‘Don't Give Up:' Uber Driver Rescues Stranded Couple Looking to Elope

In exchange for the ride, David Scullion II served as a witness as the couple tied the knot.

Getting people to their destinations in a hurry is nothing new for David Scullion. He can now add getting a couple married on time to that list.

The 39 year-old Uber driver from Bear, Delaware had only been driving with the rideshare company for a month when he got a pickup request from someone on Interstate 95 near the Delaware Bridge.

When he arrived just before noon Friday, he found a Philadelphia couple — who asked to remain anonymous due to family concerns — stranded on the side of the highway, a tire on their Toyota Prius completely shredded.

As the ride began, Scullion discovered the couple was headed to a Maryland courthouse to elope, and made a quick decision.

“Something came over me, for a minute I kept debating in my head, and I couldn’t continue to charge them,” Scullion told NBC10 on Monday.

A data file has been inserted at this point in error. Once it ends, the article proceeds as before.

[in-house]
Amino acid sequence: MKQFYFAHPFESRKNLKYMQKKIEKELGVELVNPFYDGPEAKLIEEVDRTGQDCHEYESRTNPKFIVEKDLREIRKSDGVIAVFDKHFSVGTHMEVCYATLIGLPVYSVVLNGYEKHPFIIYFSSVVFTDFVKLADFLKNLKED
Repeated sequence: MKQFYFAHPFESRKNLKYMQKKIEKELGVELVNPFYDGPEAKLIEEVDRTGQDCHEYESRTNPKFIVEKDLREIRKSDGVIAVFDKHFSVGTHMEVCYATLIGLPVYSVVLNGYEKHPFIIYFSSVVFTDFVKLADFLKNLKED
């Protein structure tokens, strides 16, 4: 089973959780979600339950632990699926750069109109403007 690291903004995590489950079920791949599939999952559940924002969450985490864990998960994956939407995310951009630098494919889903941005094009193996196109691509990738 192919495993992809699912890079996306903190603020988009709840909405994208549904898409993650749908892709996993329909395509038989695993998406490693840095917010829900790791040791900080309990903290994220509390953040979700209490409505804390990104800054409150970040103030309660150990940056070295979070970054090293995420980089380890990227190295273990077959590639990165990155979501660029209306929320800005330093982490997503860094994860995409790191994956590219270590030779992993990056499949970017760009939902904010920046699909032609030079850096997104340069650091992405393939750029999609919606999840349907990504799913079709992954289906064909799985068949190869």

He quickly offered to drop the fare — which would have been over $200 round-trip — in exchange for serving as the couple’s witness during the ceremony. The trio made it to the court clerk in Cecil County, Maryland, just in time for their 12:30 p.m. appointment.

Scullion even returned the couple to their abandoned car after the wedding and helped jump the engine and change the tire to get the newlyweds back on the road.

"I could tell they weren’t loaded or anything like that," he said. "They were pretty panicked at the time."

The newlyweds posed for a photo with Sullion after he served as their witness.

Overall, it was a four hour detour for Scullion, but he’s no stranger to serving as the Good Samaritan.

“This is typical of me. I’ve housed over a handful people who didn’t have a place to live. If I see someone broken down, I’ll stop,” he said.

He says those good deeds are inspired from what he has overcome in his life. Scullion has battled prostate cancer, diabetes, heart disease, and fibromyalgia. He’s broken 28 bones and received over 160 stitches from various injuries.

Despite the challenges, he is the caretaker for his 85-year-old grandfather, who suffers from Alzheimer’s disease, and his grandmother, who is in a wheelchair. He was also caring for his great-grandmother, who recently passed away last year at 99.

The father-of-three’s mantra —"Don’t give up" — echoes true in much of his life.

"I gave them a break I would want to get myself."

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